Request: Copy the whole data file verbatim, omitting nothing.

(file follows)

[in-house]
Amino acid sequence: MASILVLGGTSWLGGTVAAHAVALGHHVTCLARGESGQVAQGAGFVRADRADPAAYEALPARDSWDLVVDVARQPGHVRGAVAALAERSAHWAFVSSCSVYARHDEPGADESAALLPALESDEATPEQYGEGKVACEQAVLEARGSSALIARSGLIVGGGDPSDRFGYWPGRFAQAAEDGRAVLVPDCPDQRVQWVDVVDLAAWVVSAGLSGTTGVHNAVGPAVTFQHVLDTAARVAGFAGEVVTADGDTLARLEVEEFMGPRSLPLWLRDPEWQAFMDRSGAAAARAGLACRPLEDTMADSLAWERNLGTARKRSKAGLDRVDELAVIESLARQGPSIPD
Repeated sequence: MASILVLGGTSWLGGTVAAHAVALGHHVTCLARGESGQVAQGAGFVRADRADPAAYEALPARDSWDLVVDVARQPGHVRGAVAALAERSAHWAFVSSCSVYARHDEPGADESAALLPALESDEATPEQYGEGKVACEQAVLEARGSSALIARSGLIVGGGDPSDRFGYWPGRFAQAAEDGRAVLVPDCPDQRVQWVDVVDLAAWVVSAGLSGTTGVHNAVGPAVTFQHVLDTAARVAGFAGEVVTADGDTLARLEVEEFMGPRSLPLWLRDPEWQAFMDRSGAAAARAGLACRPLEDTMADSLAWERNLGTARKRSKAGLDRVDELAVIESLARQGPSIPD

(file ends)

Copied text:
[in-house]
Amino acid sequence: MASILVLGGTSWLGGTVAAHAVALGHHVTCLARGESGQVAQGAGFVRADRADPAAYEALPARDSWDLVVDVARQPGHVRGAVAALAERSAHWAFVSSCSVYARHDEPGADESAALLPALESDEATPEQYGEGKVACEQAVLEARGSSALIARSGLIVGGGDPSDRFGYWPGRFAQAAEDGRAVLVPDCPDQRVQWVDVVDLAAWVVSAGLSGTTGVHNAVGPAVTFQHVLDTAARVAGFAGEVVTADGDTLARLEVEEFMGPRSLPLWLRDPEWQAFMDRSGAAAARAGLACRPLEDTMADSLAWERNLGTARKRSKAGLDRVDELAVIESLARQGPSIPD
Repeated sequence: MASILVLGGTSWLGGTVAAHAVALGHHVTCLARGESGQVAQGAGFVRADRADPAAYEALPARDSWDLVVDVARQPGHVRGAVAALAERSAHWAFVSSCSVYARHDEPGADESAALLPALESDEATPEQYGEGKVACEQAVLEARGSSALIARSGLIVGGGDPSDRFGYWPGRFAQAAEDGRAVLVPDCPDQRVQWVDVVDLAAWVVSAGLSGTTGVHNAVGPAVTFQHVLDTAARVAGFAGEVVTADGDTLARLEVEEFMGPRSLPLWLRDPEWQAFMDRSGAAAARAGLACRPLEDTMADSLAWERNLGTARKRSKAGLDRVDELAVIESLARQGPSIPD